This wouldn’t be the first time I’ve written about a many-keyed synthesizer on technabob, but it is the first time I’ve featured one today. So there.
The Ketron SD8 differentiates itself from the keyboard pack by offering a keyboard that isn’t based on the traditional 88-keyed piano, but instead on the chromatic scale that you might find on an accordion.
For those of you unfamiliar with the concept of the Atari Punk Console (APCs), they’re analog noisemakers that offer up sounds that are reminiscent of the old square-wave bleeps and bloops of the classic Atari 2600 video game system.
Got a spare Nintendo Power Glove sitting around? Why not do something cool with it like turning it into a modern musical instrument?
That’s what synth hacker Denkitribe did when he rewired an old Famicom/NES Power Glove to control an Arduino-based controller circuit.
Star6 is a new iPhone app that turns your phone into a sampling synthesizer, perfect for live electronic music performances.
Created as a collaboration between musician Jason Forrest and Agile Partners, Star6 not only lets you record your own samples or play a variety of pre-loaded sampled sounds, but you can send your own sounds to your phone over a Wi-Fi connection.
I always thought analog synthesizers were inherently retro. Just not quite this retro.
This unbelievable steampunk modular synthesizer features tons of dials and intricate brass etching throughout. All of the buttons and knobs were hand lathed, and the synth includes a number of antique parts as well.
When I think of old school analog synthesizers, I think of hard plastic, wood and metal cases, and plenty of knobs, switches and wires. Not so says this crafter, who’s made up this batch of awesomely soft synthesizers.
Remember when controllers had corners and not curves? When speakers were bigger than a house? When storage was limited but personal? and rectangular? Remember when synths… Nevermind. Synthesizers still look the same. Oh wait. Remember when synths had no USB connection?
This wild looking analog synthesizer gets its body from a classic Atari 400 computer – but none of its brains.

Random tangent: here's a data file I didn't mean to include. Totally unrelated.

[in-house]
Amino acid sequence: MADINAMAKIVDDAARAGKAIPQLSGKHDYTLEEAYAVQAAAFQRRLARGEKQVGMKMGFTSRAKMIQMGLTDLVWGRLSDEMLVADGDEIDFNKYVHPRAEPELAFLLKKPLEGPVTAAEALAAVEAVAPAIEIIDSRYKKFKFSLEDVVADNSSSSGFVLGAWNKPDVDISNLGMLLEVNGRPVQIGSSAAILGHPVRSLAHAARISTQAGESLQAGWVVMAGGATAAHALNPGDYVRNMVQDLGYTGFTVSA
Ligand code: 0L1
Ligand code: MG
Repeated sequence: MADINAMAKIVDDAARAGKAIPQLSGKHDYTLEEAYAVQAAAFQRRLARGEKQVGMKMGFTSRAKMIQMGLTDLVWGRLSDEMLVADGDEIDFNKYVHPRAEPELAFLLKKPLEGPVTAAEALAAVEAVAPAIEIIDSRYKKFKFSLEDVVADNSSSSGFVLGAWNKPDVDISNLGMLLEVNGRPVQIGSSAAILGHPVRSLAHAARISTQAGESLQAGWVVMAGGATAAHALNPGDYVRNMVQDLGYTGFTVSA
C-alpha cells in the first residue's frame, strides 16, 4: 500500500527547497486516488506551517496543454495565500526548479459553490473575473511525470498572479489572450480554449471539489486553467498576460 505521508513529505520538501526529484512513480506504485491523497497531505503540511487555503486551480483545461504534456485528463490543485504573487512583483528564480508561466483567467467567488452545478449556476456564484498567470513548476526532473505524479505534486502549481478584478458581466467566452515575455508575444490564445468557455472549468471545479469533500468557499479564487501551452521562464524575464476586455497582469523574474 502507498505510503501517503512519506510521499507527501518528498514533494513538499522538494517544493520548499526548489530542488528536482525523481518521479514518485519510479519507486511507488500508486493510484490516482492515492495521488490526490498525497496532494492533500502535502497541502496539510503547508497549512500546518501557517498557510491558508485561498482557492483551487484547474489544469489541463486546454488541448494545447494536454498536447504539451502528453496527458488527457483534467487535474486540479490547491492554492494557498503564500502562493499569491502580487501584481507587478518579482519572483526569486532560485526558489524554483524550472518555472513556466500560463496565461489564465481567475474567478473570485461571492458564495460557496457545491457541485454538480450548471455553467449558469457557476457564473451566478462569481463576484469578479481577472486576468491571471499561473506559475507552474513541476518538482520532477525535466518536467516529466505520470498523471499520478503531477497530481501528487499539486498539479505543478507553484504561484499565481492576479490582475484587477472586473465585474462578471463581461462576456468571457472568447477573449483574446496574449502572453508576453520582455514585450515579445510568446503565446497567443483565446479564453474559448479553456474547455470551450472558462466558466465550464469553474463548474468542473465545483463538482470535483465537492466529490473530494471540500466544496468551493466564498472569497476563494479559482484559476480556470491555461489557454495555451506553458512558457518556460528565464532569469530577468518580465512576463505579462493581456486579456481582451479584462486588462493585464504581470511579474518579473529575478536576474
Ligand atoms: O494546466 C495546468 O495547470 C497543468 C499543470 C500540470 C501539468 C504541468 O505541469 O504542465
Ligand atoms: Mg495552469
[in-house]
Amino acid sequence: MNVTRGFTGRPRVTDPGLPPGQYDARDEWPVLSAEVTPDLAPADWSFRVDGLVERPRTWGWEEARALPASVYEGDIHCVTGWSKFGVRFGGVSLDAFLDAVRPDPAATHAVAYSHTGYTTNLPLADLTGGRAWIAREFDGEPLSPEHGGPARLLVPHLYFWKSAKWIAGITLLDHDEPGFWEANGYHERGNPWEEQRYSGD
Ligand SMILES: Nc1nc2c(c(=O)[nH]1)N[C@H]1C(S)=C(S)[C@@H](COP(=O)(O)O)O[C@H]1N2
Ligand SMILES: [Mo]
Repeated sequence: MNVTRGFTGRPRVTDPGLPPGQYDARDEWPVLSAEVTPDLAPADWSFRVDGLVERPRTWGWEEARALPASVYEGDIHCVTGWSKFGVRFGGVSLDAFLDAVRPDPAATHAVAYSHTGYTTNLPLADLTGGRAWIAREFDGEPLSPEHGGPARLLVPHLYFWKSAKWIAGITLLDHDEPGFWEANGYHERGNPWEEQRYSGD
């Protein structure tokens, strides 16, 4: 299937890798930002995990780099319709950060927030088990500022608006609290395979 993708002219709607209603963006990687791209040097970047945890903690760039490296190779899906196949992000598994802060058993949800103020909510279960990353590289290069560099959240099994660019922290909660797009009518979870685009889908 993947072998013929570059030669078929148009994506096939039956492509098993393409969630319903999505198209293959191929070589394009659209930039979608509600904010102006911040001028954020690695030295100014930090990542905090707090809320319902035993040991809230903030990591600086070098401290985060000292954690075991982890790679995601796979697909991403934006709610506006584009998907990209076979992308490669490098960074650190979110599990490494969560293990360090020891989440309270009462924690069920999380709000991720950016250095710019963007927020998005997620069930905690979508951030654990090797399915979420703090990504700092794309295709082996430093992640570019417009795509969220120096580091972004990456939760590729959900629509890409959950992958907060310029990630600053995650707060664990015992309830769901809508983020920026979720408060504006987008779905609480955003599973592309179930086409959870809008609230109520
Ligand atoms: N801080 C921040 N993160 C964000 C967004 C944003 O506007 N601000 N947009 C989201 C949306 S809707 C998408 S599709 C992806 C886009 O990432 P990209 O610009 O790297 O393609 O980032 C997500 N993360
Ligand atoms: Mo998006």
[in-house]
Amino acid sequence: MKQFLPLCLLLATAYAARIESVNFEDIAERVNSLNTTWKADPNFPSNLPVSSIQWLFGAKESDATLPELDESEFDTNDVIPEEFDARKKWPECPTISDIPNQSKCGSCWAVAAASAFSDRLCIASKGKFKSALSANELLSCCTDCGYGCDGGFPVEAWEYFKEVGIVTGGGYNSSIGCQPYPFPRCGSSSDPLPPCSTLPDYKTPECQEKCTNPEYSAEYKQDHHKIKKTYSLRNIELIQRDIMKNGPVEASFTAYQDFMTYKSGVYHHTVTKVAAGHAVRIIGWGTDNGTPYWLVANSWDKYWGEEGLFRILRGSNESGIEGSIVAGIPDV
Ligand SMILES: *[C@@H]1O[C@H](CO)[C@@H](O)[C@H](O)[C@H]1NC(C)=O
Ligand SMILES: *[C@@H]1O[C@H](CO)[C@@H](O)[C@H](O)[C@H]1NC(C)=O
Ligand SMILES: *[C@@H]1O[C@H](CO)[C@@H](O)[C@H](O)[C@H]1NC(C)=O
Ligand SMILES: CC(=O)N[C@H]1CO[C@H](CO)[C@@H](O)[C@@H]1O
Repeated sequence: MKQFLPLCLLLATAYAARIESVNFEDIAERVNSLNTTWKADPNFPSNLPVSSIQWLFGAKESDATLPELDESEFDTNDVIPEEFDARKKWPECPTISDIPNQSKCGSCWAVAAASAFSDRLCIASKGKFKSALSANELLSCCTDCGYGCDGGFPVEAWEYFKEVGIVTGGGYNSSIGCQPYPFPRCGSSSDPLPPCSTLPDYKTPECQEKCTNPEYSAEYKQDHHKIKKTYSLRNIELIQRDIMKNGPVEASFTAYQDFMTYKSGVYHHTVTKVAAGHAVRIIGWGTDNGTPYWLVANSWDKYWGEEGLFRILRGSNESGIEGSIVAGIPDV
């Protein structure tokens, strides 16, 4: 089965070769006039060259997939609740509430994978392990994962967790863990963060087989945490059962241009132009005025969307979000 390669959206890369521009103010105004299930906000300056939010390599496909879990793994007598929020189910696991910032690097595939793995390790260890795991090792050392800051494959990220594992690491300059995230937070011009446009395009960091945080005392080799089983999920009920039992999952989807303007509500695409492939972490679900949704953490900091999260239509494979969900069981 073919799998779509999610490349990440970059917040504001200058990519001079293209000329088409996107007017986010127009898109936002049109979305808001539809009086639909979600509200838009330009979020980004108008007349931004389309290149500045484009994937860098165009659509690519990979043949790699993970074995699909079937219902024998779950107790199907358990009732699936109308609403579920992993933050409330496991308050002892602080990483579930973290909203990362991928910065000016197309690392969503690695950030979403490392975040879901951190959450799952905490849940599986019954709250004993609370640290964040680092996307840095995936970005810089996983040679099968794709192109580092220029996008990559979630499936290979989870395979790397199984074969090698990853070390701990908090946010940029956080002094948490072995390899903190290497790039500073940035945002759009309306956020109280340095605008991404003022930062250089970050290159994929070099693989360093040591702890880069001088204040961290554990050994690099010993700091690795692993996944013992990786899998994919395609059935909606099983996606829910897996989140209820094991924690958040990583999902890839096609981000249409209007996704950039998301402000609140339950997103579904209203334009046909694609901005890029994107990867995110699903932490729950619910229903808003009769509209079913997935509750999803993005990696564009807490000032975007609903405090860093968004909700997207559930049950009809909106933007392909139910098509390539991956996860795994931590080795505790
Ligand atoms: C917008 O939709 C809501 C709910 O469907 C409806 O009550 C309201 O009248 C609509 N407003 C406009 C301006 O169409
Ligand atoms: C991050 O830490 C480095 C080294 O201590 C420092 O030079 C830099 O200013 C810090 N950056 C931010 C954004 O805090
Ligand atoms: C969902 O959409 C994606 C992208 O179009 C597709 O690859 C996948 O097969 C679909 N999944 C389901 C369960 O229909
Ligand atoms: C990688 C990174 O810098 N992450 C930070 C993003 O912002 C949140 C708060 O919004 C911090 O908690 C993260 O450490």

Created by Paul Rothman’s Fridgebuzzz Electronics (yes, that’s supposed to have 3 “z’s”), the simply named Atari Synth has more buttons and knobs than you can shake a stick at.
Feeling musically inclined, but haven’t the time or knowledge to write sheet music? Now you can produce your own sonic creations simply by doodling on a piece of paper.
Designed by Adafruit (in collaboration with Jay Silver), Drawdio is an analog synthesizer circuit that straps to any soft-leaded pencil, and lets you crank out electronic sounds while you sketch.
The Gakken SX-150 is a little analog synthesizer kit that came packaged in a recent issue of a Japanese DIY science magazine. Now, these funky mini synths have started to show up around the globe, leaving all sorts of interesting beeps, blips and squeals in their wake.
With the recent launch of the iTunes App Store, we’re just starting to see the tip of the iceberg when it comes to applications for the iPhone and iPod Touch. Here’s one I’m really looking forward to playing with when it hits the App Store later this month.
When I think of 2001: A Space Odyssey, it usually conjures up imagery of HAL 9000’s glowing red light, the strains of Also Sprach Zarathrustra, and dead astronauts launched silently into space.
But the guys over at Studio Electronics used the film as inspiration for the design of their new Omega Orion synthesizer.
The venerable Commodore 64 is well known among the electronic music community as a synthesizer modder’s dream machine thanks to its robust SID audio chipset. But most of the mods I’ve seen end up looking just like an old C64 and all the cool stuff is going on under the hood.
If you thought that the 312-key Chromatone synthesizer had a few more keys than your everyday piano, just wait ’til you get a load of the Tonal Plexus and its even more plentiful keyboard design.
The Tonal Plexus series of keyboards is a micro-tonal input device featuring rows and rows of buttons which generate tones with far more precision than an 88-key piano can handle.